The railroad yard was, as usual, full of freight cars dispersed over the different tracks. You could see and hear the occasional locomotive located behind the carriages on the tracks closer to the trail. There is a background rumbling sound of the locomotives at rest, and the occasional creaking and clanging of metal when freight cars are being moved around, when you are walking in this area.

This is a picture from the trail beside the yard.The sky was absolutely clear! This part of the towpath has actually been converted to a gravel road that people can drive on to get to a privately owned family campsite next to the river.

The distance we covered during the walk was a little more than what we usually tackle. The Brunswick parking lot for the towpath was slightly further away than what I had expected. I took some additional time to walk the extra distance on my own, looping back on the road next to the railroad yard to get back to the trail. This is a picture of the Maryland Route 17 bridge at Brunswick taken during that part of the walk.There were a couple of trains parked on the tracks at the far end of the yard.I see trains at this location almost every time I pass by on the road. (You can actually see these trains on the other side of the bridge if you open up the picture of the bridge!)

As we were departing the area of the railroad yard on our way back to Lander Lock, the train that we had seen moving about in the yard let out three blasts of its horn (similar to this sound) and started moving in our direction. It was still moving quite slowly, still picking up speed, when the locomotives passed us by. The train consist itself was much longer than the J. B. Hunt set of container cars that we had originally seen. With its over 160 varied freight cars, it was long enough (and slow enough!) that we even reached the Catoctin Aqueduct on foot on the trail before the train fully passed us by!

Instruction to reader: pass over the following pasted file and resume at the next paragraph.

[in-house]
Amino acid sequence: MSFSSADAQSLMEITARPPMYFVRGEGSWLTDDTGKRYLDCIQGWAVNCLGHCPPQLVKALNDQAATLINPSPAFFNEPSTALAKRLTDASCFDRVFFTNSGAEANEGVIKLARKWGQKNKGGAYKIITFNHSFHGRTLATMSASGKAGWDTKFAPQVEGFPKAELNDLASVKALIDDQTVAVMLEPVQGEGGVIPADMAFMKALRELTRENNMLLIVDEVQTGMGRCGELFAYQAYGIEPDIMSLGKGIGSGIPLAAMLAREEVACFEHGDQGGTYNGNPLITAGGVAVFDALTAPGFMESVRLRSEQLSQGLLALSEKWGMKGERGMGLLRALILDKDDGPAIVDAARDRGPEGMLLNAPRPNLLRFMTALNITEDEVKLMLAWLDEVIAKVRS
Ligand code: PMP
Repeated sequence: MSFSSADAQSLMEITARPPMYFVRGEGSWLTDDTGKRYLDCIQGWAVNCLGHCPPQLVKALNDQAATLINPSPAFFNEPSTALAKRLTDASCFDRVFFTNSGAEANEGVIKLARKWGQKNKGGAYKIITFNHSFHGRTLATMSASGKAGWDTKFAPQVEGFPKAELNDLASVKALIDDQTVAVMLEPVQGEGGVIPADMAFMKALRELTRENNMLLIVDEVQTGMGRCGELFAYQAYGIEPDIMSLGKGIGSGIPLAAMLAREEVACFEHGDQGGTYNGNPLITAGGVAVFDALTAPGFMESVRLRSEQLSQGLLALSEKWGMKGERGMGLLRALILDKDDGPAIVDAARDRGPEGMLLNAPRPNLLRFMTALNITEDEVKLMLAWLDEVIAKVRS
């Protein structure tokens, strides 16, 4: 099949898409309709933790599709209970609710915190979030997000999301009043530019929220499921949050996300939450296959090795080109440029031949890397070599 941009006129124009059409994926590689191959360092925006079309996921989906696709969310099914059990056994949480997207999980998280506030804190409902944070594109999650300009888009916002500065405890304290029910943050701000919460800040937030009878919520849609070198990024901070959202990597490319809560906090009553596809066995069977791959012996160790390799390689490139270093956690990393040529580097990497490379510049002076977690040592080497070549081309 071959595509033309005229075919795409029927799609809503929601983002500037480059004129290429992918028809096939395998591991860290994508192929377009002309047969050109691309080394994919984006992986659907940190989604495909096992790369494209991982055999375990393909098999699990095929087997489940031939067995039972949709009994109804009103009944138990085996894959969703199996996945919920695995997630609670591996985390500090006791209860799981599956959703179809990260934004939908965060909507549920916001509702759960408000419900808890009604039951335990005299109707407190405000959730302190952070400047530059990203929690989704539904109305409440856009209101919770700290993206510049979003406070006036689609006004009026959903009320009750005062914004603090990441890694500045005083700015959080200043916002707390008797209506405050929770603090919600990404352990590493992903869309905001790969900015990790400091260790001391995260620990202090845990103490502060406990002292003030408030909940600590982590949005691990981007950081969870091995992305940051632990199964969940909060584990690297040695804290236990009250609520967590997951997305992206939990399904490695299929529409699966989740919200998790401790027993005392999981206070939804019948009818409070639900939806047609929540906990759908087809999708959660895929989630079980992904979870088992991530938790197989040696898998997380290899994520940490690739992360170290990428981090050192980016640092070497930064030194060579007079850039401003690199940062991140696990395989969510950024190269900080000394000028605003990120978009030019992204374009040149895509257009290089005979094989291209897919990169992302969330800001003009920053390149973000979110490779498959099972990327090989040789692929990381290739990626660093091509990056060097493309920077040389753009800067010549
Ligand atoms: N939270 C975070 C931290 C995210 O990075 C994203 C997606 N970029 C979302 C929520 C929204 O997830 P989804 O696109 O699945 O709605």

We made a stop at the Rocky Point Creamery on our drive back home to pick up some ice cream. We have driven past this place for many years, and this is the first time we stopped to investigate further. The ice cream remains to be consumed at this point in time!

In My Life With The Beatles

The Beatles have been in my life forever, it seems.

I have told this story before – perhaps it is only a myth – about the time when I was a baby – a mere toddler – when I used to dance to the Beatles (why am I thinking Twist and Shout?!) playing on the radio. I must have been one or two years old and we were in the US for a short while, before returning to India.

Then there was the time we got the new stereo system in our home in Chennai. I got my proper introduction to the boys.

It was all brought back to mind by Get Back, the new Peter Jackson documentary about the Beatles that is now available on the Disney Streaming Channel. The documentary is about the making of the last album that The Beatles produced, Let It Be. This documentary is probably only for the diehard Beatles fans. It is in three parts, and it is quite long. It is basically a collection of videos captured (officially!) during the recording of Let It Be. The documentary has no commentary. It basically shows the hard work that goes into the whole process of creating a new album. It captures the setting for the rehearsals and recordings, including the personalities, the egos, the interactions, the conflicts, the brilliance, the playfulness, the creative process, etc.. of the Fab 4. The documentary is raw, and often seems to be repetitive, in its presentation. It looked like a train-wreck about to happen, but it all came together somehow. There was a lot that was happening.

And then there is the book that I am reading – In Their Lives. It is an anthology of essays from twenty-nine people, recognized in their fields, talking about their favorite Beatles songs.

All of this inspired me to listen to Abbey Road once again after a very long time and rediscover this brilliant piece of work.

It feels like the Beatles have been in my life all my life.